So, I want to know what all of your favorite non-American records are, across the entire range of genres, from Mali guitar rock to Brazilian folk, to Finnish tradition songs, to whatever you have.
Gee, I have A LOT to write about!
First off, something that might be what you mentioned. I'm keeping off the anglo-saxon countries for now:
- Accept - Blood Of The Nations (Germany)
- Daft Punk - Discovery (France)
- Goldfish's discography (South Africa)
- Wardruna - Runaljod - Gap Var Ginnunga (Nordic folk)
- MØ - No Mythologies To Follow (Denmark)
- Infected Mushroom's discography (Israel)
- Yellow Magic Orchestra's discography (Japan)
- Soilwork - Natural Born Chaos (Sweden)
- Supermax - Fly With Me (Austria)
- Babymetal - Babymetal (Japan)
Other than that, I like some artists from Canada: Deadmau5, Grimes and a lot of artists from England.
There are some cases of artists which are from the US, but incorporate music from other countries, such as System Of A Down (Armenian music) and Juno Reactor (Spanish music and Japanese music mostly).
BTW, I have 2 takeaways from your post:
1 - So record stores still exist... we don't have those in my area. When people sell CDs, it's either on bookstores or the supermarket. It's a weird feeling... though I wish there was a place like that here. I'd hang out there as much as I could.
2 -I have a few points to raise about the article:
It's a none too subtle way of reasserting the hegemony of Western pop culture. It ghettoizes most of the world's music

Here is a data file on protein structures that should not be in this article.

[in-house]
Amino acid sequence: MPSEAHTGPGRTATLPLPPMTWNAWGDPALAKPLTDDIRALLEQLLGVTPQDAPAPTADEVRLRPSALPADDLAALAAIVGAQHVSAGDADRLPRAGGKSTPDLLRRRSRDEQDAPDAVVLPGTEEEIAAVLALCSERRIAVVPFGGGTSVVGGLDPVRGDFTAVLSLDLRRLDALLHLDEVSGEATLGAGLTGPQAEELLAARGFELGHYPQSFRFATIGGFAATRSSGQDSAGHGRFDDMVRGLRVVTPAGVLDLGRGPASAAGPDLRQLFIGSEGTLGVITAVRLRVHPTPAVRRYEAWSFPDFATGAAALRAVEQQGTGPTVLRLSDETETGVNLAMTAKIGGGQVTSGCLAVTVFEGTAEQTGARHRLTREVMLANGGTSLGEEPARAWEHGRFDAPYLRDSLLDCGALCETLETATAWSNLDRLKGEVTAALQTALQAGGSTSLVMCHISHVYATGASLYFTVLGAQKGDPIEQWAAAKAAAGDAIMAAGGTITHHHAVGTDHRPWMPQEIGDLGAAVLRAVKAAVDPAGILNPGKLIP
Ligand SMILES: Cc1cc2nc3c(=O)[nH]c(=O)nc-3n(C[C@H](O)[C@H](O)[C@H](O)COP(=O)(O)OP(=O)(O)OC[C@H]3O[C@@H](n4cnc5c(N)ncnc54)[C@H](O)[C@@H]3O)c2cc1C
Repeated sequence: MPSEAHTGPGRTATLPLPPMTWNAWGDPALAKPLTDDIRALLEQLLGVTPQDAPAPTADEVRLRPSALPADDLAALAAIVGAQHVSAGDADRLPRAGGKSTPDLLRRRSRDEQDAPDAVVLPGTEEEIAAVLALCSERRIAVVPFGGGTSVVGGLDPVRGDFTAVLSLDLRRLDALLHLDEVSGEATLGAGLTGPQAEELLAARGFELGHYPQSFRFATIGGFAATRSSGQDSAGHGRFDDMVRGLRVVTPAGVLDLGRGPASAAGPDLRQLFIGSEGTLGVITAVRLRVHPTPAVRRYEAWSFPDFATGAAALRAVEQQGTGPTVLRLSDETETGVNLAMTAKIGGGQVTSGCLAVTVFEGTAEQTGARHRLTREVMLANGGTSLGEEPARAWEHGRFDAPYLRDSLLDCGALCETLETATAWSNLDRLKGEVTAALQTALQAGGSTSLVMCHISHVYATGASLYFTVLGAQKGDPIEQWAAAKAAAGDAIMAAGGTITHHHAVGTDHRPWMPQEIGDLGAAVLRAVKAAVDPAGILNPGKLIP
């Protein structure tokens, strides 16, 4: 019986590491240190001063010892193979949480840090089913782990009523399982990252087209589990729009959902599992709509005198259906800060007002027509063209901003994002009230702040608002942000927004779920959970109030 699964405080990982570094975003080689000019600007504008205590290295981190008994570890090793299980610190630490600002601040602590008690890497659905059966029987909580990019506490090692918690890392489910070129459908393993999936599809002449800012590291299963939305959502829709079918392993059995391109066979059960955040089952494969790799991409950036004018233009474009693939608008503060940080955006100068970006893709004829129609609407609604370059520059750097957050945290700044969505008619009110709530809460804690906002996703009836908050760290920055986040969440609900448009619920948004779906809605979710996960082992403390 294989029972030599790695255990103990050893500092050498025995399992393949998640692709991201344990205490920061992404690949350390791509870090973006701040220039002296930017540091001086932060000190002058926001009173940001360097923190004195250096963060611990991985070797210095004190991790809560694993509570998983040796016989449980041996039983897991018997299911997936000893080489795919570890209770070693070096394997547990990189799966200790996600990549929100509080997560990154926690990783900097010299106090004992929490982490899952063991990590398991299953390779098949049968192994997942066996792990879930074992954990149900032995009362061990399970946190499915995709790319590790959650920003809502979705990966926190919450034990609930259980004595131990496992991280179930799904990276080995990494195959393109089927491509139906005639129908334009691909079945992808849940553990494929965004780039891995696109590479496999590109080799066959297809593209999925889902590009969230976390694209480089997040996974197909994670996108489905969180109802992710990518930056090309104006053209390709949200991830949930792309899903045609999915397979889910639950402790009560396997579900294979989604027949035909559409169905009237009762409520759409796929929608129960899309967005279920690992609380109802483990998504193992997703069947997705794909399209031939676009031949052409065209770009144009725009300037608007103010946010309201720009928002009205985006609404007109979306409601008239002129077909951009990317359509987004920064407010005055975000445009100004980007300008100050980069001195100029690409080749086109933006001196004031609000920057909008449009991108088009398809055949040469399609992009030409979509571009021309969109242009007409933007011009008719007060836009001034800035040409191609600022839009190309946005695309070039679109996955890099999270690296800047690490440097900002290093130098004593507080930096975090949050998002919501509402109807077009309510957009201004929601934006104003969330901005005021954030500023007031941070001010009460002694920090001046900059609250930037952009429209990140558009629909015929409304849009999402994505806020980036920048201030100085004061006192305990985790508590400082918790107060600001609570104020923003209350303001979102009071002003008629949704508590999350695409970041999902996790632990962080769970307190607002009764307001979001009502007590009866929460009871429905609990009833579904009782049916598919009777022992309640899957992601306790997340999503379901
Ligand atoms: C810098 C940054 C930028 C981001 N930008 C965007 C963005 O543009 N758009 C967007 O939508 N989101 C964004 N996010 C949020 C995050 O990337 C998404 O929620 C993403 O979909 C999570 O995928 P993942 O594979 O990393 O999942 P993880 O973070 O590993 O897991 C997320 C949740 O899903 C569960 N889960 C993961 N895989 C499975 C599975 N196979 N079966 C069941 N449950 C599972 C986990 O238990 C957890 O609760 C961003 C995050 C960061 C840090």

There's the assumption that all the music in the world comes from a few controlled channels. The internet has democratized the access to music. If I want to listen to Iranian music, I don't have to search far and wide for a CD and pay for it; I just go to Youtube, type "Iranian music" and I can listen to the song.
There is no one limiting my access to only what the majors want me to buy (Billboard's Top 100).
In my experience, the use of the term world music is a way of dismissing artists or their music as irrelevant to one's own life.
That doesn't happen only with "world music". People have different tastes, even for local music. People who like country might not like rock, those who like blues might not like grunge, and so on. You might listen to flamenco music and not like it. You tried it, didn't like it, end of story. Not going to be relevant to your musical world.
This grouping is a convenient way of not seeing a band or artist as a creative individual, albeit from a culture somewhat different from that seen on American television.
I understand this. People want something different, but not THAT different. Babymetal's album is a good example: what you find there is a one-third mix of metal, another third of j-pop and yet another third of a lot of genres. It becomes a mishmash of hip-hop, reggae (!) and techno in some tracks. For those who didn't know j-pop, it was too much to take in all at once.
So there you have it. For me, I don't do that kind of segregation. If I like the music, I don't care where it came from.
P.S.; I'll get the links later. It's 3 AM right now.)